Would anyone know how to make something similar to this using grasshopper? I tried manually modelling but it just isn’t working out how I would like it. I’m new to GH and I found a similar thread on creating a ripple effect.

I’m not inclined to revisit this topic in depth but a quick scan of some of the code I referred to tells me you’ll be better off skipping the earlier work that depends on Graph Mapper and start with this post that uses an alternative way of generating a damped sine wave from David Rutten:

This post (below) and others that follow it don’t use Graph Mapper so offer the potential of more flexible control but I confess, they aren’t easy to understand:

Beginning in ripples_2019Jun06a.gh and ripples_2019Jun06b.gh, a switch between “Config” (cyan group) and “Scale” (yellow group) is offered with a ten second (!)Data Dam that delays putting into effect any parameter changes. That can be confusing.

Some of the later posts in that thread (June 7 and after) mention extremely long elapsed times for high resolution models, which is probably the reason for the Data Dam.

The thread gets into the weeds offering a “Ripple Preview” feature and ripple patterns that span multiple panels, along with other refinements. I’d have to dig in deep to understand it myself at this point.

Here a small “simulator” using points as droplets.
Droplet fall speed is equal to wave propagation speed, so when a droplet is below Z=0 it is projected to XY plane and its Z value used as radius of the wave.

Waves keeps a constant volume (conservation of energy… ? maybe not…)

Used a c# script for most of the work, used Parallel.For for increased speed using multithreading.
Managing big lists of values is slow on grasshopper, doing everything inside a c# script let the simulation works realtime even with big meshes and high droplets count.

Added comments inside the c# script so anyone could reverse engineer it and maybe learn how to do stuff…

Cya boyz!

code:

using System.Threading;
using System.Threading.Tasks;
private void RunScript(Mesh M, List<Point3d> P, double Wp, double Wh, ref object A)
{
double pi = Math.PI;
// Finding droplets that are below Z=0 and putting them into a new list. Projecting them into XY plane.
// Saving the Z values into a separate list. Point depth is used as time factor (the further down, the earlier the droplet did hit the water surface).
List<Rhino.Geometry.Point3f> pts = new List<Rhino.Geometry.Point3f>();
List<double> t = new List<double>();
foreach(Rhino.Geometry.Point3d p in P){
if(p.Z < 0){
pts.Add(new Rhino.Geometry.Point3f((float) p.X, (float) p.Y, 0));
t.Add(-p.Z);
}
}
// The next 2 lines do the same thing: iterate through M.Vertices list.
Parallel.For(0, M.Vertices.Count, i => { // This is the parallel, multithreaded method. Faster.
// for(int i = 0;i < M.Vertices.Count;i++){ // This is the normal for loop method. Slower.
// Current vertex is M.Vertices[i] .
// This value will become later the Z movement of current vertex.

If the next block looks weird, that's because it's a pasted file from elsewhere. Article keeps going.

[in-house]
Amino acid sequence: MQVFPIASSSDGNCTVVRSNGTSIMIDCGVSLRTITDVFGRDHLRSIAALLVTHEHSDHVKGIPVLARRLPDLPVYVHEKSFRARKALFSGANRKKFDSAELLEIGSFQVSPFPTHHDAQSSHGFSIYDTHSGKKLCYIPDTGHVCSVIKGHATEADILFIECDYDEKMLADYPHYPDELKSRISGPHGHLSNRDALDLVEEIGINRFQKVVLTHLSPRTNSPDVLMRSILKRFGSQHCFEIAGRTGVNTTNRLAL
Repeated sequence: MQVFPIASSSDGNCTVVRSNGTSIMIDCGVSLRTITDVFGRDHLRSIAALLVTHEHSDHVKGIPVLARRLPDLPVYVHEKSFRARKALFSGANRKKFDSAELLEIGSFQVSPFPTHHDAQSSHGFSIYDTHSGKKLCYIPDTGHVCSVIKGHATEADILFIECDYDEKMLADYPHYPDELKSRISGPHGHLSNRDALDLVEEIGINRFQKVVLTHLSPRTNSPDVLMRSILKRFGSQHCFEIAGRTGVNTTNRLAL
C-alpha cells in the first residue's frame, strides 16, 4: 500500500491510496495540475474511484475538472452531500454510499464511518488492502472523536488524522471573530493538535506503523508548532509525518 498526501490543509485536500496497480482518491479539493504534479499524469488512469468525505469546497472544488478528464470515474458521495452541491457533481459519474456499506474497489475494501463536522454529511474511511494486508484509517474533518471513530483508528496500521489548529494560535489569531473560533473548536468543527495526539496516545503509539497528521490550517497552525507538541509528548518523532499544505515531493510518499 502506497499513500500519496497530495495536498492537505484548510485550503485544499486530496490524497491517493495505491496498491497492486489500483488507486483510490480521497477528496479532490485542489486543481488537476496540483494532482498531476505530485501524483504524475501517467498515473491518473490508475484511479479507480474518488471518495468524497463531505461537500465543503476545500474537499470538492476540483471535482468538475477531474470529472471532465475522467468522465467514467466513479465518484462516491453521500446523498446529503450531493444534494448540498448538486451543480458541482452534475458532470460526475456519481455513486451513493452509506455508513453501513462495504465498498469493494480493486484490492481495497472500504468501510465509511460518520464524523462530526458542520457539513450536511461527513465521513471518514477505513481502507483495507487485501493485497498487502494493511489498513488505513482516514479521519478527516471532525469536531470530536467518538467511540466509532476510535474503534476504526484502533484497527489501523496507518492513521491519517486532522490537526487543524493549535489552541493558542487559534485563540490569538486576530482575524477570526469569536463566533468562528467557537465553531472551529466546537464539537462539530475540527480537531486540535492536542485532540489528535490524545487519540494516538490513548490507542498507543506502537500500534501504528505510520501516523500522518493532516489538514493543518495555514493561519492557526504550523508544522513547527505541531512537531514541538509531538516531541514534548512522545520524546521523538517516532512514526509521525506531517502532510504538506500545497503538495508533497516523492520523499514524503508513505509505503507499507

double m = 0;
// Now iterating to each Z<0 droplets; finding distance to current vertex and applying function to increment m.
for(int j = 0;j < pts.Count;j++){
double d = M.Vertices[i].DistanceTo(pts[j]); // distance
// Wave speed is same as droplet, so wave radius is equal to droplet value below Z=0;
if(!(d < t[j] - Wp / 2 || d > (t[j] + Wp / 2))){ // Applying function only to areas around the wave radius +/- half Wave pitch (Wp).
m += Wh * (1 - Math.Cos(pi + pi * (d - t[j]) / (0.5 * Wp))) / (d + 1);
}
}
// Moving vertex.
M.Vertices[i] = M.Vertices[i] + new Rhino.Geometry.Vector3f(0, 0, (float) m);
}); // End of parallel method.
// } // End of for loop method.
M.RebuildNormals();
A = M;
}

That’s brilliant, thanks for sharing.
It looks like each drop sends one ring / wave out from the point that it hits the surface.
In reality, each drop would send a decaying oscillation outwards from each point. Is there an easy tweak to the script to do this?

if(!(d < t[j] - Wp / 2 || d > (t[j] + Wp / 2))){ // Applying function only to areas around the wave radius +/- half Wave pitch (Wp).
m += Wh * (1 - Math.Cos(pi + pi * (d - t[j]) / (0.5 * Wp))) / (d + 1);
}

That part is when the distance (d, from vertex to droplet) is begin used. t[j] is the “time” since droplet hit.

You can edit that formula.
Keep the "m += " part, and put whatever. (it’s needed to sum the effects of every droplets)

I can do it for you but i don’t know a function . I’ve found some but i didn’t like them.
Anyway, if you find a formula using d and t[j] i can fix that…

Wave equations tends to be complex and… opinion-dependent.
Maybe i’m wrong.

This is from a @DavidRutten example from years ago (can’t find the link)
I use this for nice static wave interference from point sources. ripplesDR.gh (13.7 KB)

Yes, this looks like a reversion to the models I posted in June, 2019.

Of the additional parameters you mentioned, I think time elapsed is the most important. I imagine it to be a kind of damped oscillation at the center point, in addition to the “half-life” damping factor at a distance in @DavidRutten’s equation from 2016:

Beyond me though.

P.S. It’s not as simple as this but maybe something similar?

I said I wasn’t inclined to revisit this topic… But visualizing ripples have been a fascination of mine for more than 40 years(!), going back to using character sets to represent “pixel” density.

Looking again at ripples_2019Jun07b.gh from June, 2019, I’m really impressed with some of the features in this model, especially “caliper” (purple blob group) and “Ripple Preview” (yellow group):

I added the “EXPERIMENTAL” ‘time’ slider (blue group), which is nonsense but interesting? No other changes. Resolution (white group) is low for better response time but can be increased.